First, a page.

It wasn't long before they were noticed by NASA engineers, interested in farm testing under the most extreme circumstances:
"The Kennedy Space Center got one of our very first units so they have it in one of their labs and what they're looking at is how can this type of technology be combined with a smart greenhouse and other environmental control systems to be able to grow food in space, on the moon, Mars and who knows where else NASA wants to go."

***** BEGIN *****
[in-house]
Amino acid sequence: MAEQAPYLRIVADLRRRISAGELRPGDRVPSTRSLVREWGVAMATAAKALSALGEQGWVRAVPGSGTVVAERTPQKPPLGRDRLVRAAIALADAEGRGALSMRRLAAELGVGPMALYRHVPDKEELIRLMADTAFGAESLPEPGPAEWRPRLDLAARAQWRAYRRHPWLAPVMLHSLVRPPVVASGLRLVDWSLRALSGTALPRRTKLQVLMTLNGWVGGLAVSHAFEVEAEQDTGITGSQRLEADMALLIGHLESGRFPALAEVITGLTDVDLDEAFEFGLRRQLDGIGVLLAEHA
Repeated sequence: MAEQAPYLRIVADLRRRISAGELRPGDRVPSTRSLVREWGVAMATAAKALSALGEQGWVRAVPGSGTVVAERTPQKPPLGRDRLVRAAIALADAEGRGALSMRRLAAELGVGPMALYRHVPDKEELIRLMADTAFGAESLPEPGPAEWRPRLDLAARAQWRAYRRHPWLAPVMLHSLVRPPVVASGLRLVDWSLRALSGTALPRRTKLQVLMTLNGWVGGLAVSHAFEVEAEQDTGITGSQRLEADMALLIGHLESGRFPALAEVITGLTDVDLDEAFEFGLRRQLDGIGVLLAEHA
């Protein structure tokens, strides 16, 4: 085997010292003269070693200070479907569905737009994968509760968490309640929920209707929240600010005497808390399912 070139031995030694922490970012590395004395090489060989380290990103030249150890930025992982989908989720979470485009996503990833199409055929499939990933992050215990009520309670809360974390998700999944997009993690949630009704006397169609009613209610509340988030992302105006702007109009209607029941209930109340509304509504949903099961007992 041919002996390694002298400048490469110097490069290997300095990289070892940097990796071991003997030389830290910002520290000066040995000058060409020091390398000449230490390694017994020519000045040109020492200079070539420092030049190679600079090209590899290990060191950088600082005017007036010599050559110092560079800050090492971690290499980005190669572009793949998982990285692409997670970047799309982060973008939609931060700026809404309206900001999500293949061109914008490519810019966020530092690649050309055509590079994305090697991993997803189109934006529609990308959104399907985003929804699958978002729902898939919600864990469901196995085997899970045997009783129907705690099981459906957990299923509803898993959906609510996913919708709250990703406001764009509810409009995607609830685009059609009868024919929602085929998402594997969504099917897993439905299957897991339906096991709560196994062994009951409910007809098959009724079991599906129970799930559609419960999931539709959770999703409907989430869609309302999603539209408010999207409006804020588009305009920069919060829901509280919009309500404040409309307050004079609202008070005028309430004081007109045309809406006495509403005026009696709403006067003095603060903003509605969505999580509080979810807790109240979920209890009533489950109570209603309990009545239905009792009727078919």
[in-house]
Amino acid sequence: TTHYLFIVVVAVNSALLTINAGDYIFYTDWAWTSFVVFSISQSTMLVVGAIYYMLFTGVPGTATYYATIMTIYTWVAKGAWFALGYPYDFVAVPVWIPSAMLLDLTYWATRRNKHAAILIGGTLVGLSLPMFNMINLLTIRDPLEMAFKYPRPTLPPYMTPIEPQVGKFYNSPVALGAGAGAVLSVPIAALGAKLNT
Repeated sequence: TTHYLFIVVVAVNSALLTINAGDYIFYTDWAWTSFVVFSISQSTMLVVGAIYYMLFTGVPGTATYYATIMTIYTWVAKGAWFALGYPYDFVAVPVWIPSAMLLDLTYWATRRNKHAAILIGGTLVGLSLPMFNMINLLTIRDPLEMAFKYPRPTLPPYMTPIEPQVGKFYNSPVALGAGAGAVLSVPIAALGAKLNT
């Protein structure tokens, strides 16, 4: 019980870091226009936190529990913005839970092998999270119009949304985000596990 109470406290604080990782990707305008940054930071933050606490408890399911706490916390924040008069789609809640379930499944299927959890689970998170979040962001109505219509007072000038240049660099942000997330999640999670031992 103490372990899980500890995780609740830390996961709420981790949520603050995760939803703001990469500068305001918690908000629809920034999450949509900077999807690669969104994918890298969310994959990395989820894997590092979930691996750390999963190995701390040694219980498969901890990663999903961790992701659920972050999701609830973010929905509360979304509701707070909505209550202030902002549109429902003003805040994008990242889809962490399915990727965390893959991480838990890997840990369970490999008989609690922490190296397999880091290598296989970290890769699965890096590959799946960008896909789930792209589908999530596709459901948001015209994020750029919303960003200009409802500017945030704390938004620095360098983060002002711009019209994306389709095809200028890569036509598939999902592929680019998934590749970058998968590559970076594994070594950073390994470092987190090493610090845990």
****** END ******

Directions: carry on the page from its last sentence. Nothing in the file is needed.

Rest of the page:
But extreme farming (as a possible "terraforming" beginning in other planets) isn't only a matter of interest to space agencies and companies such as SpaceX or Blue Origin, but a testing field for precision farming on Earth, especially when water and/or nutrients need to be rationed to their bare minimum necessary to maximize yield. Heatwave and drought conditions demand optimization of irrigation and/or pest control at a big scale. Interestingly, this adaptation of precision farming for changing conditions on Earth has arisen the interest of NASA. Also, technology developed for its use in space has also improved designs on Earth, from velcro to dustbusters, cochlear implants, and other spinoffs.